Tag: Regulation

Employer-Based Health Insurance: “Job Lock” Is Not the Problem, “Insurance Lock” Is »

Over at The Incidental Economist, Austin Frakt is publishing an interesting series on “job lock”. This is the idea that, because most of us get our health benefits from our employers, we are “locked” into jobs we don’t like because they offer benefits which we do like (or need). We get our health benefits...
Read More »

Challenge of Liberty Student Seminars—Application Deadline: March 31 »

The Challenge of Liberty Student Seminars are returning for another exciting season! Thanks to the generous support of donors, we will hold two seminars for college students — one at the University of Denver (June 16–20) and one at the University of California, Berkeley (July 7–11) — and one seminar for high-school students at...
Read More »

False Advertising for Obamacare »

President Obama and Congressional Democrats have a standard talking point when defending Obamacare these days: no longer can insurance companies cancel your insurance after you get sick. They are lucky they are not subject to the same FTC regulations that apply to commercial businesses. This practice has been illegal under federal law since the...
Read More »

FDA Continues to Impede Medical Device Innovation »

In the Wall Street Journal this week, Dr. Scott Gottlieb discussed (gated, by subscription only) a worrying trend in the Food and Drug Administration’s regulation of medical devices. Increasingly, the FDA is demanding that device makers conduct trials of new devices by randomly assigning patients to the new device . . . or to...
Read More »

FDA Regulations Kill »

Paul Howard and Yevgeniy Feyman in Health Affairs: Meningitis is a terrible disease that can kill its victims in a single day. About 4,100 new cases are diagnosed annually in the U.S., with a mortality rate of more than 10 percent. Even with treatment, survivors are often left with serious side effects that can...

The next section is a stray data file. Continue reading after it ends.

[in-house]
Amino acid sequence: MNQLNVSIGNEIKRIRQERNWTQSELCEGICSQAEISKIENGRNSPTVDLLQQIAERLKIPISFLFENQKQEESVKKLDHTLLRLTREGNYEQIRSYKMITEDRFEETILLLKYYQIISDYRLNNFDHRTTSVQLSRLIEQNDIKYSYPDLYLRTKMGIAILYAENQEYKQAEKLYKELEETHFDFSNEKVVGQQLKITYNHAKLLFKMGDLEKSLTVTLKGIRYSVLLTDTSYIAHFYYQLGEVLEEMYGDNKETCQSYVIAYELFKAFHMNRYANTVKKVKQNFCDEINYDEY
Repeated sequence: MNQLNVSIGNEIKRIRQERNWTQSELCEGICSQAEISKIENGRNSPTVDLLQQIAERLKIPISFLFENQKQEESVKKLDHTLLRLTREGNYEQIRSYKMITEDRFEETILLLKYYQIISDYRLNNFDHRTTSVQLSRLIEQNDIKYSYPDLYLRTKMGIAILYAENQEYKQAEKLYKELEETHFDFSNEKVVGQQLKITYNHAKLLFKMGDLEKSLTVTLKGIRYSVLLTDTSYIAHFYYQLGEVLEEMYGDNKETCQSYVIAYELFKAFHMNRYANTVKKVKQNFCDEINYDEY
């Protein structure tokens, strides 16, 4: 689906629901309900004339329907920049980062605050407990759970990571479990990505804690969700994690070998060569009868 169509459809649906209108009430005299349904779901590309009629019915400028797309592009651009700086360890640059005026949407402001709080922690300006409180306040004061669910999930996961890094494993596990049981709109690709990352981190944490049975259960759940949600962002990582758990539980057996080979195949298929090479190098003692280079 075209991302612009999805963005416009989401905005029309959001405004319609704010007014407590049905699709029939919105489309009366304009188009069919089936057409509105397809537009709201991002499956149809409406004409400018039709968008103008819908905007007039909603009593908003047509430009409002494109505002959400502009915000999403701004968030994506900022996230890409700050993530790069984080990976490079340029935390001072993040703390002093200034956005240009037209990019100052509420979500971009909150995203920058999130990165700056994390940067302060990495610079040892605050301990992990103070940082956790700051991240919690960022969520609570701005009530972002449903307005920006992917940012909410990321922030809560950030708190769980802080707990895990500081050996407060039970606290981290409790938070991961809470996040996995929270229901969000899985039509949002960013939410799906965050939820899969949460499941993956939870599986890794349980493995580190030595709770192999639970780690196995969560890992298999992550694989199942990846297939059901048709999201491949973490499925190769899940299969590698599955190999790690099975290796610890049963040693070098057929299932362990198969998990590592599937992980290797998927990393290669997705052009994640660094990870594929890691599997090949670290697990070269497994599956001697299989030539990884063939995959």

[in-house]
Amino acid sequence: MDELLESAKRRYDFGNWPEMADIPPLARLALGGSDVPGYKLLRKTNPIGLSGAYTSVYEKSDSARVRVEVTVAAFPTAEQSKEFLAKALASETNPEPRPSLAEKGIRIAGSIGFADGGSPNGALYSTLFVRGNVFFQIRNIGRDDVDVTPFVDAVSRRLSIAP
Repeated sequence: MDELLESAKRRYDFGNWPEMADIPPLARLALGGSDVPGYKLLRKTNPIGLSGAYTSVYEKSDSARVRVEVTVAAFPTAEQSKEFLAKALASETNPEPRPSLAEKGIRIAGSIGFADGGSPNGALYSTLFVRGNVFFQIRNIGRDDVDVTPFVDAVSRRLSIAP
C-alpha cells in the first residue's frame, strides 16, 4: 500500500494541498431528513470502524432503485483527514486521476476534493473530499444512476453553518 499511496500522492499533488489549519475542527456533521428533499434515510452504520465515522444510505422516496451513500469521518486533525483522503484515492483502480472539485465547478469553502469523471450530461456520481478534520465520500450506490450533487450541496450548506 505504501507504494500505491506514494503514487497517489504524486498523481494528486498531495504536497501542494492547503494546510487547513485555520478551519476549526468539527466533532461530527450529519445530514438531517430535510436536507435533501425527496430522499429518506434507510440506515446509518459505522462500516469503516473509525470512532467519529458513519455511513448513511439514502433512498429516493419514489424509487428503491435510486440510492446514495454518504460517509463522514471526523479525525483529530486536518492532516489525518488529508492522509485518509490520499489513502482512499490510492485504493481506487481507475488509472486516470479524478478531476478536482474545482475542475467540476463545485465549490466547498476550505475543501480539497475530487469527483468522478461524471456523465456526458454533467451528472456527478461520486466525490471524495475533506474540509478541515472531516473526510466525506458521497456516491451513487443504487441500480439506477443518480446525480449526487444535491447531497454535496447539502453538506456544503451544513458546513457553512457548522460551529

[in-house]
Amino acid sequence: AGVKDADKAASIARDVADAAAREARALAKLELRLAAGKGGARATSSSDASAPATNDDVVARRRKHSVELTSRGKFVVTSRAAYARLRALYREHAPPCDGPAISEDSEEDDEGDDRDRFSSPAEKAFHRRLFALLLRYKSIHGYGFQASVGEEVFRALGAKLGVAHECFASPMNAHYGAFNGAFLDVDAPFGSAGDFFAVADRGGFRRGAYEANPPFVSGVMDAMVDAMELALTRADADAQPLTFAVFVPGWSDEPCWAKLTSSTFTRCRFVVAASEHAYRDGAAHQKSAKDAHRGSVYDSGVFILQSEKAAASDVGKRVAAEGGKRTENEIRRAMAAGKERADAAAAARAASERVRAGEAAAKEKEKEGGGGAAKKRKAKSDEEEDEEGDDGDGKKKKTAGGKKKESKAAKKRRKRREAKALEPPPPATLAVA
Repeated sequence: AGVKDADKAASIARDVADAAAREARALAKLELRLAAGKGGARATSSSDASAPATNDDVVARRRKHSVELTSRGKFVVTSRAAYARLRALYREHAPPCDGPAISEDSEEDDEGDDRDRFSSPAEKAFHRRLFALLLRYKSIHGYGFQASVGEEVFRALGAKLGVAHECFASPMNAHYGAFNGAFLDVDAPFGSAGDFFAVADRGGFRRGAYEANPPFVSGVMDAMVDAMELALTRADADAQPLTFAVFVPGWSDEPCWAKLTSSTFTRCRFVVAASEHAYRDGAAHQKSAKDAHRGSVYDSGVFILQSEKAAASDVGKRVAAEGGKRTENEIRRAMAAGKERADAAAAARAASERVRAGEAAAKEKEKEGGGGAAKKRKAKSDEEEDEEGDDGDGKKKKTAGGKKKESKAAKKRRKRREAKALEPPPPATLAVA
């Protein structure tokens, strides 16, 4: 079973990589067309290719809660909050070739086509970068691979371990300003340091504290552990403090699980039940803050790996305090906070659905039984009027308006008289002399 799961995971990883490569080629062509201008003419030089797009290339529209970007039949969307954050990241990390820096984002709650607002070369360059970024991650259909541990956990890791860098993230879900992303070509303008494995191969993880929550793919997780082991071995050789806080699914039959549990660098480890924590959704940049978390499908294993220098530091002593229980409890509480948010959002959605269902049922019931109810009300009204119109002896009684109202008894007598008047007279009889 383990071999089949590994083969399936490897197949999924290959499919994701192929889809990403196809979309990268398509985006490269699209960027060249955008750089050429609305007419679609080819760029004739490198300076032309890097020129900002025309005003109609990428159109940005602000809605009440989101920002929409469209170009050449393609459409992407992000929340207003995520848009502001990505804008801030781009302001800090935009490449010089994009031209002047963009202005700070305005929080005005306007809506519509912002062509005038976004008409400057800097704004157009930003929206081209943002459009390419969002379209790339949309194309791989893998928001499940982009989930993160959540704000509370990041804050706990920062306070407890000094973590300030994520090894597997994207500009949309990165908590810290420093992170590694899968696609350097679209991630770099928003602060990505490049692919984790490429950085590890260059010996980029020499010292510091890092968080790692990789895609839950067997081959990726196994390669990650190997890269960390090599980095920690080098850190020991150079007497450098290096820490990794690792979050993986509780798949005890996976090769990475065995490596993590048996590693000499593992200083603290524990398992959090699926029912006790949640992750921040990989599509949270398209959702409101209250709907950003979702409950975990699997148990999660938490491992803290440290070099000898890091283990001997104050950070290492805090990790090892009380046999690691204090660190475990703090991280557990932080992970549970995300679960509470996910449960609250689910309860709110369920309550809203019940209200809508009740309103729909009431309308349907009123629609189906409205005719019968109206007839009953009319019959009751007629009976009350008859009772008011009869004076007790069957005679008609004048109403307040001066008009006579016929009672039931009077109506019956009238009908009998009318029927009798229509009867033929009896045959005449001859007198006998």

Read More »

Federal Government Gives Patients a New “Right”: Access to Lab Results »

Many patients groups and their allies understandably cheered a new regulation that just came about as a result of many years of advocacy: Nationwide, patients now have a “right” to access their lab results directly. The “right” to receive test results directly from labs now ranks equally with the “right” to get our medical...
Read More »

Will the Federal Government Turn a Profit on Risk Corridors? That Can Be Stopped. »

I have written twice about the “risk corridors” in Obamacare’s health-insurance exchanges. The first post described how risk corridors will work in the exchanges. Risk corridors exist for three years and are designed to partially immunize insurers from losing money in the exchanges. Recently, the risk corridors have been described as a “bailout,” especially...
Read More »

Health Reform: Senate Republicans’ Continuous Coverage Consumer Protection Needs Improvement »

Three Republican Senators have released a health-care reform proposal that has attracted much attention. One of the three, Orrin Hatch, is likely to chair the Senate Finance Committee if the Republicans win the majority in the Senate. John Goodman has described the bill neutrally. At Forbes, Matthew Herper describes the effect of capping the...
Read More »

Coburn II »

ObamaCare is widely perceived as a Rube Goldberg contraption that treats people in arbitrary and unfair ways. A Republican alternative, therefore, needs to be clear, easy to understand, and based on principles that starkly contrast with ObamaCare. It must not be “ObamaCare light.” The first Coburn health reform proposal (the Coburn/Burr/Ryan/Nunes bill) fits this...
Read More »

Is There an Argument—Any Argument—for Community Rating? »

I’ve never seen an intelligible argument for community rating. I think I know why. I’m afraid there isn’t any. Don’t believe me? I’ll tell you what I’ll do. I let you pick any recognized ethical system in the entire history of Western philosophy. (Only Western? Yeah, we’re not cultural relativists here.) Altruism, Egoism, Nietzschean...
Read More »